I'm not looking for forests; more like those neighborhoods with leafy oaks that you speak of. I don't want to live in a forest setting surrounded exclusively by tall trees; living in the woods has always kind of scared me. I prefer wide open spaces and after visiting Switzerland, The Cotswolds in England, and France, I've always hoped to find something similar along the West Coast. When I visited downtown Seattle I really liked the trees planted there...where the all the shops and hotels are. I think they're oak or maple?...

Anyhow, that's okay, trees are a small sacrifice to make compared to the benefits of living in WA. We'll visit our 2nd choice, North Carolina, next year so we'll see if we like it there better. So far Washington is the best on paper!
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Old 09-19-2014, 01:51 AM
 
616 posts, read 1,110,066 times
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You might enjoy the types of trees in/near Ashland, OR. Especially the residential streets. SW OR Probably the highest concentration of deciduous trees on the west coast, with lots of oaks and Pacific Madrones. Not as lush/green as the Puget Sound area but still beautiful.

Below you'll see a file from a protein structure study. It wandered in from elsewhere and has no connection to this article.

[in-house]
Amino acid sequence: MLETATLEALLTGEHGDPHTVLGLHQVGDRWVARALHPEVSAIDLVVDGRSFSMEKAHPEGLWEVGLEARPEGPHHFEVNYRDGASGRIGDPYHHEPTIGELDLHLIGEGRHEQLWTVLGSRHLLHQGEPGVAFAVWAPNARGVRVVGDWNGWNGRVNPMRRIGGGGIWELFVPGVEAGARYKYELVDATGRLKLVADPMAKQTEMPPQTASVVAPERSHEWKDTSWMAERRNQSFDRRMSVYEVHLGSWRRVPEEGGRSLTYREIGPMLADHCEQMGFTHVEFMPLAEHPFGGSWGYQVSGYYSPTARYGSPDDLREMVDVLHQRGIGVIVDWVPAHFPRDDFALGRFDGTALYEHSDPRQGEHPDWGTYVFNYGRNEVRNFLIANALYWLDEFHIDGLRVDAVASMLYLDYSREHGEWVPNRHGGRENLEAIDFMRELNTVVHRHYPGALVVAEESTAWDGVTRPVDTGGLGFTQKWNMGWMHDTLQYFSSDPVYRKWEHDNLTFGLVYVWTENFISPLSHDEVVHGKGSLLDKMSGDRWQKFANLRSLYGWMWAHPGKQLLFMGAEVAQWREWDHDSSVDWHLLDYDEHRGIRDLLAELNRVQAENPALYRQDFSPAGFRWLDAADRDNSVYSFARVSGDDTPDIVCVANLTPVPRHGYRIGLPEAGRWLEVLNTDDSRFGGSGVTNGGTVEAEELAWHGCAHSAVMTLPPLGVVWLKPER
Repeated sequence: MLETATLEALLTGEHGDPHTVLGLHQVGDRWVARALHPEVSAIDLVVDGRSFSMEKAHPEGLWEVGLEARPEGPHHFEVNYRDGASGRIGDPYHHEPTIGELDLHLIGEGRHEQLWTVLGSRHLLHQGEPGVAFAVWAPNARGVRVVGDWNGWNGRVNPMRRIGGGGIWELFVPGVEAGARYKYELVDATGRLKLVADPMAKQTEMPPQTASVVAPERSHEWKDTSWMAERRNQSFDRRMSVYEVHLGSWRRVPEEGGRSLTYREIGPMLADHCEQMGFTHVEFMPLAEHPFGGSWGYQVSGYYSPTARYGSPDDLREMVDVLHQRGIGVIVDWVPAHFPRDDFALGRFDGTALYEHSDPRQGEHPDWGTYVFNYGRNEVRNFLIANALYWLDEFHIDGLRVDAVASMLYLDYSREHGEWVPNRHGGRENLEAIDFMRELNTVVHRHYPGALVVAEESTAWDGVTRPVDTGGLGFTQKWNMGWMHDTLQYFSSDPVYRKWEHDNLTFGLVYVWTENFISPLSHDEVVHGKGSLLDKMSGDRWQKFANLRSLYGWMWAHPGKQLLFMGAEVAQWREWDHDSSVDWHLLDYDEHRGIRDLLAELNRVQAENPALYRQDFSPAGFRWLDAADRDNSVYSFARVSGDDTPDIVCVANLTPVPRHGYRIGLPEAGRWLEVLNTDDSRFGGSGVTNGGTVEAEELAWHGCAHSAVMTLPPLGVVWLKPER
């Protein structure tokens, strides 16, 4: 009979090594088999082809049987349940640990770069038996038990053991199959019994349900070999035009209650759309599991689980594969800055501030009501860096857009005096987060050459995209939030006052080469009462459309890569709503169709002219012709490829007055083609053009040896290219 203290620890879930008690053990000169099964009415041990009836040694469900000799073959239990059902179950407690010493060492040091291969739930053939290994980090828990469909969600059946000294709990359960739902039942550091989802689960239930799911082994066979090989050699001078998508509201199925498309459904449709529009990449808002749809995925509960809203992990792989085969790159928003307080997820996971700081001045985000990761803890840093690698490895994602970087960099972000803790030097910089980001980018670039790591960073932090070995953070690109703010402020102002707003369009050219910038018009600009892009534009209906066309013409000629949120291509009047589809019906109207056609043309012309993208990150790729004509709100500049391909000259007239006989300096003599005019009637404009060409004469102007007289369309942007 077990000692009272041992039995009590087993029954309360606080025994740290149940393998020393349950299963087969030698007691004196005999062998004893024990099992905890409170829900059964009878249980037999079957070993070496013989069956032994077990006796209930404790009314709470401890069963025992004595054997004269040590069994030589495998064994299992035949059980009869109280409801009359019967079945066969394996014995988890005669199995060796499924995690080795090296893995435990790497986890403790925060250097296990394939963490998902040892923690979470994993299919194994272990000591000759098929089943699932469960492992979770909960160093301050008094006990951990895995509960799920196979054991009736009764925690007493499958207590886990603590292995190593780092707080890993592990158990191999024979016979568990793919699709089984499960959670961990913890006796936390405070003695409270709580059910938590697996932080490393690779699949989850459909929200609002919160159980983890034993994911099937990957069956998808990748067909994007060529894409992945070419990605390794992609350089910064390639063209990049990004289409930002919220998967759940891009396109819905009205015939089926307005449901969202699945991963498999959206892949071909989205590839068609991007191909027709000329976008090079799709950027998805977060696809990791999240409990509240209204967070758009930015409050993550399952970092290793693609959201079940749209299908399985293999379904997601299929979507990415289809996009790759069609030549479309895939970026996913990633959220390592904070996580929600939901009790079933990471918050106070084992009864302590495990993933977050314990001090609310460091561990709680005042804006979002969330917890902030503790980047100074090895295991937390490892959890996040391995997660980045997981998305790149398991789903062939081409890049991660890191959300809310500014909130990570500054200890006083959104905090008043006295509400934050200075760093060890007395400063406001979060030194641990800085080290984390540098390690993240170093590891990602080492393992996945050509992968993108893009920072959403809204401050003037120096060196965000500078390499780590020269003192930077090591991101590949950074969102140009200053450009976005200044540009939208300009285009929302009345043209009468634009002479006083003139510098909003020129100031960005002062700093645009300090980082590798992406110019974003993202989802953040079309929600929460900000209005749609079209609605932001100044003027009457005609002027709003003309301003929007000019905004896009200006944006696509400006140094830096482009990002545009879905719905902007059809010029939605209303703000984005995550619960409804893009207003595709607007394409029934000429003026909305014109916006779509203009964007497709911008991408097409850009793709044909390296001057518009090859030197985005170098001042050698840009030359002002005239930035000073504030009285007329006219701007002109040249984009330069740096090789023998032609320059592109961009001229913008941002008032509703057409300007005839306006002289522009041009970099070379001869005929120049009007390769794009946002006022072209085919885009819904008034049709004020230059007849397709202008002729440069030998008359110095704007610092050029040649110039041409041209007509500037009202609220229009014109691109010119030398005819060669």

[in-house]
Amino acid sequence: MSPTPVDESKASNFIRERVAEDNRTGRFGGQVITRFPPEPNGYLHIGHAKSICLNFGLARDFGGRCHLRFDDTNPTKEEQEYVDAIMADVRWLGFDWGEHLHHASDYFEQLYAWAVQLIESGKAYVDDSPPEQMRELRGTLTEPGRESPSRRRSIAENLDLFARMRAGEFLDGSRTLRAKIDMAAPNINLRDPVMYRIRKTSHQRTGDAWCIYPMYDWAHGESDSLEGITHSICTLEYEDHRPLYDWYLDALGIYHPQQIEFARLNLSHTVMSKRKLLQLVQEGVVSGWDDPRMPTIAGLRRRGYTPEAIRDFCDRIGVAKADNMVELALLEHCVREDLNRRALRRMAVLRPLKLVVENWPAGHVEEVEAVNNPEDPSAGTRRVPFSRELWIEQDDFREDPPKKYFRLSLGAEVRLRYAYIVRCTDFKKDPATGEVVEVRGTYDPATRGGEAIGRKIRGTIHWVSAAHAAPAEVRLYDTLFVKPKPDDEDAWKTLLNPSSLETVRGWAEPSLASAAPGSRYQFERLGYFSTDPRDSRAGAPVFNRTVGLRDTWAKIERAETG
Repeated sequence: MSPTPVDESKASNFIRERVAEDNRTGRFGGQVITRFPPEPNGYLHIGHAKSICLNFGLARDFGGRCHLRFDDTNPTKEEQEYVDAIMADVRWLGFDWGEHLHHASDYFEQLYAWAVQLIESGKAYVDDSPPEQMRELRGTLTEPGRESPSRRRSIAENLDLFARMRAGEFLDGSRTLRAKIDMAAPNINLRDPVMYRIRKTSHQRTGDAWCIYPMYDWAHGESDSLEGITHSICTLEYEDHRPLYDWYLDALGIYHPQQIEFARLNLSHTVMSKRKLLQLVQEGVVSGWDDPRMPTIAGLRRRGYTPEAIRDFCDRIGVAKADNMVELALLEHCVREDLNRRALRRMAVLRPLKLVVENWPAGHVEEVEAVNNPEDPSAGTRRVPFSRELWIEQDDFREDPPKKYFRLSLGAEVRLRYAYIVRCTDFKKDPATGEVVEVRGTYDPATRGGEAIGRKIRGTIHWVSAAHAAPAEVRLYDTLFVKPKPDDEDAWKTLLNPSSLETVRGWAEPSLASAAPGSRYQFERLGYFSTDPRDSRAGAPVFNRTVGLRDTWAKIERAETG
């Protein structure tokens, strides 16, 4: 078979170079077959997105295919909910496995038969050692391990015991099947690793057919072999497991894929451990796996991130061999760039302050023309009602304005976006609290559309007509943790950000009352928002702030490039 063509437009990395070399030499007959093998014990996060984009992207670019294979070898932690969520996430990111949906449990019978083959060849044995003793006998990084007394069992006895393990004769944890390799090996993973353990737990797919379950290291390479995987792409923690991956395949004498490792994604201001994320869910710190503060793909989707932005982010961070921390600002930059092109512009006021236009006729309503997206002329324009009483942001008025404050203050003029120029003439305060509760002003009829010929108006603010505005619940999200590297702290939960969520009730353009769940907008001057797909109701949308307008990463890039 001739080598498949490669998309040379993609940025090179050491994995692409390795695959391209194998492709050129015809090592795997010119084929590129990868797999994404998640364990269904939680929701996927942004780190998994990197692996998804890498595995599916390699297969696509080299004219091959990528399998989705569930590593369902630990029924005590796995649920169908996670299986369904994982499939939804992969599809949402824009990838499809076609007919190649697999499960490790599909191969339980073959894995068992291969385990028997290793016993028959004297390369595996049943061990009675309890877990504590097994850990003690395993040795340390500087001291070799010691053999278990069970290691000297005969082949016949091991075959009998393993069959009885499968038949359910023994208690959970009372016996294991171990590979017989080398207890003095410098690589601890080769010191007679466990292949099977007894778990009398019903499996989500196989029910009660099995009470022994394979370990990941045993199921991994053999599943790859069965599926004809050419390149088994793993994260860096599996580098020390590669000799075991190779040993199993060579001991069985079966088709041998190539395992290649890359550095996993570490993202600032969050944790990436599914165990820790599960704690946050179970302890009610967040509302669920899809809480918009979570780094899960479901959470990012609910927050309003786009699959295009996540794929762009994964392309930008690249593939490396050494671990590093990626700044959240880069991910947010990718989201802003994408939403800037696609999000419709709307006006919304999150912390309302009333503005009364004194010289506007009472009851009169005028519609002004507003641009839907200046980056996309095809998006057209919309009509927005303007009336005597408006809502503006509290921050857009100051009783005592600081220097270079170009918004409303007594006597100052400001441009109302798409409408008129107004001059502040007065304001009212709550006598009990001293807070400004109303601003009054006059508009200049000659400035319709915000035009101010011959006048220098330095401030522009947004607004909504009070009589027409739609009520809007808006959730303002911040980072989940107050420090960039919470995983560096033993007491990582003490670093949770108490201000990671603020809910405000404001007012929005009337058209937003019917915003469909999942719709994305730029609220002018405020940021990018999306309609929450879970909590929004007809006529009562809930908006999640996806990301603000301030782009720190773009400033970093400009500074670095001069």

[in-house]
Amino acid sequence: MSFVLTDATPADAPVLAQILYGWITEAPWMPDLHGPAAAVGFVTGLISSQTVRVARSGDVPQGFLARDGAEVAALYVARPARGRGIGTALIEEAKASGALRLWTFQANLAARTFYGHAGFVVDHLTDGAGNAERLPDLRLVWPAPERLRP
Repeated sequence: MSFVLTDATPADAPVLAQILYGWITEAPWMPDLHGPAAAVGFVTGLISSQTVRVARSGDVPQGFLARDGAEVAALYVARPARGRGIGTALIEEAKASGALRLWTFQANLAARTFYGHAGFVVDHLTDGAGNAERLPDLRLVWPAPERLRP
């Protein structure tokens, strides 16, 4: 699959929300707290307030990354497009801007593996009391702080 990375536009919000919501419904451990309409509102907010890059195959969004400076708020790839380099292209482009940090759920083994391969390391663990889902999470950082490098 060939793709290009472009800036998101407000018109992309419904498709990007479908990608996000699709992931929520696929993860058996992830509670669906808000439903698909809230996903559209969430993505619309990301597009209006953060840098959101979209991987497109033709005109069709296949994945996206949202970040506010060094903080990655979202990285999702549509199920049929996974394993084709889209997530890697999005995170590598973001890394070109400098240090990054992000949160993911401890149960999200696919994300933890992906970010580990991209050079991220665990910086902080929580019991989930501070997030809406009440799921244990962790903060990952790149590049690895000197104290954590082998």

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Old 09-19-2014, 08:30 AM
 
Location: East of Seattle since 1992, originally from SF Bay Area
37,101 posts, read 67,606,737 times
Reputation: 43565
We actually have very few pines, our evergreens are Western Redcedar, Douglas Fir, and Hemlock (my favorite). The forests here also do have big leaf maples, Vine Maple, Red Alder, and Cottonwoods. Soon we will have a brilliant yellow from the Big Leaf Maples and the lower growing Vin Maples will range from green at the bottom, yellow and orange in the middle to red and burgundy at the top. The only Oak native to the area is the Garry Oak, also known as Oregon White Oak, and they are not very plentiful in Washington. Generally, outside of Seattle and smaller city downtown areas, we have woods of 80-100' tall trees. A neighbor of ours (in Sammamish) moved from Arizona and after the first wind storm had some of theirs cut down because they were so frightened of one falling on the house.
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Old 09-19-2014, 09:16 AM
 
3,699 posts, read 10,823,308 times
Reputation: 2635
You're looking for New England. Look at the upper right corner of the US instead of the upper left.
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Old 09-19-2014, 11:06 AM
 
Location: West Coast - Best Coast!